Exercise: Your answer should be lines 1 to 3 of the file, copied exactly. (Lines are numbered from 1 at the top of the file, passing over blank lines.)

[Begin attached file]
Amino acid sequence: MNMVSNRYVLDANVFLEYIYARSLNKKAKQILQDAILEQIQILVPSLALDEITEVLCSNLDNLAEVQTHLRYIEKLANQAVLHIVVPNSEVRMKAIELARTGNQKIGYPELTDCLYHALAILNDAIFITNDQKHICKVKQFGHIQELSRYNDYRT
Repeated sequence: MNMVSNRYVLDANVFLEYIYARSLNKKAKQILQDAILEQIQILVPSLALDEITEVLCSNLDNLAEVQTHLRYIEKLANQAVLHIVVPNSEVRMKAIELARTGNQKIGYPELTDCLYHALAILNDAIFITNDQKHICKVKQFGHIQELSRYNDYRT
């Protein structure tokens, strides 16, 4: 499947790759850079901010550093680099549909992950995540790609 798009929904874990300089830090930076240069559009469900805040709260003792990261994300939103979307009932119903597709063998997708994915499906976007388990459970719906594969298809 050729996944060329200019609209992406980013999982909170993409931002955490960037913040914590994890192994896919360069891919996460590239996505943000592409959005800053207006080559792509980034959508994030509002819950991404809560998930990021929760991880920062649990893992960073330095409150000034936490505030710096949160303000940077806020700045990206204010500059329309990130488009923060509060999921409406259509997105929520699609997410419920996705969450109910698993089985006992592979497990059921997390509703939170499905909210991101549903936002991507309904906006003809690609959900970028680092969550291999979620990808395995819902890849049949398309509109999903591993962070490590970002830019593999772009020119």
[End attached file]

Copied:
Amino acid sequence: MNMVSNRYVLDANVFLEYIYARSLNKKAKQILQDAILEQIQILVPSLALDEITEVLCSNLDNLAEVQTHLRYIEKLANQAVLHIVVPNSEVRMKAIELARTGNQKIGYPELTDCLYHALAILNDAIFITNDQKHICKVKQFGHIQELSRYNDYRT
Repeated sequence: MNMVSNRYVLDANVFLEYIYARSLNKKAKQILQDAILEQIQILVPSLALDEITEVLCSNLDNLAEVQTHLRYIEKLANQAVLHIVVPNSEVRMKAIELARTGNQKIGYPELTDCLYHALAILNDAIFITNDQKHICKVKQFGHIQELSRYNDYRT
């Protein structure tokens, strides 16, 4: 499947790759850079901010550093680099549909992950995540790609 798009929904874990300089830090930076240069559009469900805040709260003792990261994300939103979307009932119903597709063998997708994915499906976007388990459970719906594969298809 050729996944060329200019609209992406980013999982909170993409931002955490960037913040914590994890192994896919360069891919996460590239996505943000592409959005800053207006080559792509980034959508994030509002819950991404809560998930990021929760991880920062649990893992960073330095409150000034936490505030710096949160303000940077806020700045990206204010500059329309990130488009923060509060999921409406259509997105929520699609997410419920996705969450109910698993089985006992592979497990059921997390509703939170499905909210991101549903936002991507309904906006003809690609959900970028680092969550291999979620990808395995819902890849049949398309509109999903591993962070490590970002830019593999772009020119």